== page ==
Why is there a sharp threshold for adhesion to agrin and RGD, but not N-cadherin? First, we have to acknowledge that the comparison of agrin to one integrin-dependent matrix ligand and one homophilic transmembrane adhesion molecule is not exhaustive, but the consistencies and inconsistencies are noteworthy. Our preferred explanation is that adhesion to agrin requires an intracellular signaling cascade, and the formation of an adhesion complex analogous (if not identical) to that of integrin-mediated adhesion to RGD. The size of these complexes inside the cell may create a lower limit for spacing; presumably their effectiveness is reduced if the sites of adhesion are spaced more closely than the diameter of such a complex. This could explain the saturating effect seen at 30 and 60 nm spacing, which were similar to uniform coating. The threshold for decreasing adhesion would arise when the avidity of these complexes is no longer sufficient to cause adhesion, not through the lack of signal at an individual complex, but from the lack of sufficient cumulative signal from the array of adhesive sites. In contrast, the N-cadherin mediated adhesion may be more analogous to mechanical "Stickiness" at the cell surface, where the force required to disrupt adhesion varies more linearly with the protein's density on the membrane. The absence of an intracellular cascade would eliminate the threshold, and as long as some of the protein is present there will be some amount of adhesion, with the upper limit being defined at the molecular scale and by the affinity of the interaction.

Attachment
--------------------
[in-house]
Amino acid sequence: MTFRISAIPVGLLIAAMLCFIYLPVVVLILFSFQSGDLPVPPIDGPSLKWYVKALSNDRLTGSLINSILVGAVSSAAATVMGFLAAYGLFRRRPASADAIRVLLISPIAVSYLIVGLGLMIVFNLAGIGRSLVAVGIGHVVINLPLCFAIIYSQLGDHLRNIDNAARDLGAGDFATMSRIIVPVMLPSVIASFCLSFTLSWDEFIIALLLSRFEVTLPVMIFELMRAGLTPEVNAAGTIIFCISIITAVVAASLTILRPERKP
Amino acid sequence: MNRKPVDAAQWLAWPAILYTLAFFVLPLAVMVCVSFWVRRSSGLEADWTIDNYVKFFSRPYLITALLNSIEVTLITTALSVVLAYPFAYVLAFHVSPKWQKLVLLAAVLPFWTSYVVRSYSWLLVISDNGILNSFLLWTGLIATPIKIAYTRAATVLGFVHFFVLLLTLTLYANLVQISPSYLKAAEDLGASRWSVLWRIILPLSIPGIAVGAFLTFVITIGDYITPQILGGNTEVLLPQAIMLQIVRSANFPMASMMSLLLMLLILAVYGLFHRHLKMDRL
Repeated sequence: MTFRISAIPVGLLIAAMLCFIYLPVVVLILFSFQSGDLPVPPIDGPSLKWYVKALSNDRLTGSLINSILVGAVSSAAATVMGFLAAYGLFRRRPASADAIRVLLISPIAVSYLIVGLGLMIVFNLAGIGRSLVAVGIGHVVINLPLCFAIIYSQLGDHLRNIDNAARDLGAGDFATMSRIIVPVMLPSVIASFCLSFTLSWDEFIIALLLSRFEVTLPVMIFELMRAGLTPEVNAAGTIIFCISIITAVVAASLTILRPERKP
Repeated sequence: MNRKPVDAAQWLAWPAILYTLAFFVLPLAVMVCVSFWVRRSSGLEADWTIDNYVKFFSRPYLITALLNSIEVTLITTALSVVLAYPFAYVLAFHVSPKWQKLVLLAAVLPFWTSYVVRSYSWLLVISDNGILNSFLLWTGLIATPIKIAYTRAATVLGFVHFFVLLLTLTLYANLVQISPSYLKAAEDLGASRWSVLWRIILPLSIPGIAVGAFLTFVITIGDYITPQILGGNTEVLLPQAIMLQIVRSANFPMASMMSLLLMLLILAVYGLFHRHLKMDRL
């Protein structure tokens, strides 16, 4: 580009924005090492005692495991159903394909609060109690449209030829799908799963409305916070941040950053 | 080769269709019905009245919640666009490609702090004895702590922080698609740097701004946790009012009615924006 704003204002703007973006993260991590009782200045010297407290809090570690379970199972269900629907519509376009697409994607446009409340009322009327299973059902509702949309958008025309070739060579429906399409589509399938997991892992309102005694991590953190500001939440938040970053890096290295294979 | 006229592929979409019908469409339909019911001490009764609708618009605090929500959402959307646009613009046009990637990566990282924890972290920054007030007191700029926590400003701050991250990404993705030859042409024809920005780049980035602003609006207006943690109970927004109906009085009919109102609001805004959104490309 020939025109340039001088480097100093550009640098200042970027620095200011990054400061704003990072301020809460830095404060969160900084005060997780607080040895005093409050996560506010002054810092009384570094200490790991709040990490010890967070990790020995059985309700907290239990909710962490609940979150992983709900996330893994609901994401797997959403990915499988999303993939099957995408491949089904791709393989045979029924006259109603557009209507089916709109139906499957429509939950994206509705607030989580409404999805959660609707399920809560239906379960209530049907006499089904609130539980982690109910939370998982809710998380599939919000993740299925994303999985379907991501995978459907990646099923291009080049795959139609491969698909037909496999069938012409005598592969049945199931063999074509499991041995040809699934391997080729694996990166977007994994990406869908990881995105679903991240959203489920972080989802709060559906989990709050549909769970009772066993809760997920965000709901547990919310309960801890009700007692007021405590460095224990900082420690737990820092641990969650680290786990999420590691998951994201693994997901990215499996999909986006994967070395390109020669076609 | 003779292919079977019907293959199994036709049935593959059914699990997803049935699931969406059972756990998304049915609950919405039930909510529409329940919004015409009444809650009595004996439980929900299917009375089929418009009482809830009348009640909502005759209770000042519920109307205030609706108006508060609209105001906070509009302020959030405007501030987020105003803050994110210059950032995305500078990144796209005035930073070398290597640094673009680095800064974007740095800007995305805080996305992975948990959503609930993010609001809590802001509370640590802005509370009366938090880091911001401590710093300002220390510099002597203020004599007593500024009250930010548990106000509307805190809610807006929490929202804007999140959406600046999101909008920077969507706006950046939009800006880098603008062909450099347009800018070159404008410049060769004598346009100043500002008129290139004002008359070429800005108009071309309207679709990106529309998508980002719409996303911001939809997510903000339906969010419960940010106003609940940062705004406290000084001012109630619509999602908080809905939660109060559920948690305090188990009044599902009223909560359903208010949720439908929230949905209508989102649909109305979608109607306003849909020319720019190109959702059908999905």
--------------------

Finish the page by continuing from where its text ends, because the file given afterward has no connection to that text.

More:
The affinity of the cellular receptors for the ligand may also contribute to the agrin threshold effect. If this is the case, it is interesting to note that integrins have a much lower affinity for RGD peptides than for full-length fibronectin , yet large agrin fragments have an apparently similar threshold to RGD peptide. However, in considering affinity as an explanation, it is also important to consider the constraints of our system. Each gold particle is bound with only one or sometimes two proteins, and this number should not change as the spacing changes . Therefore, at the molecular level, the number of ligands presented to a cell-surface receptor is not changed; it is the spacing between these sites of interaction this changes. This effectively decreases the density of potential attachment sites seen by a single cell by the square of the change in spacing, but does not change the molecular composition of an individual attachment site. Therefore, avidity, and not classic receptor-ligand binding affinity, is the variable. A biophysical test of this would be to measure the force of cell adhesion as the spacing of agrin and N-cadherin is increased to confirm that our measures of adhesion co-vary with mechanical force.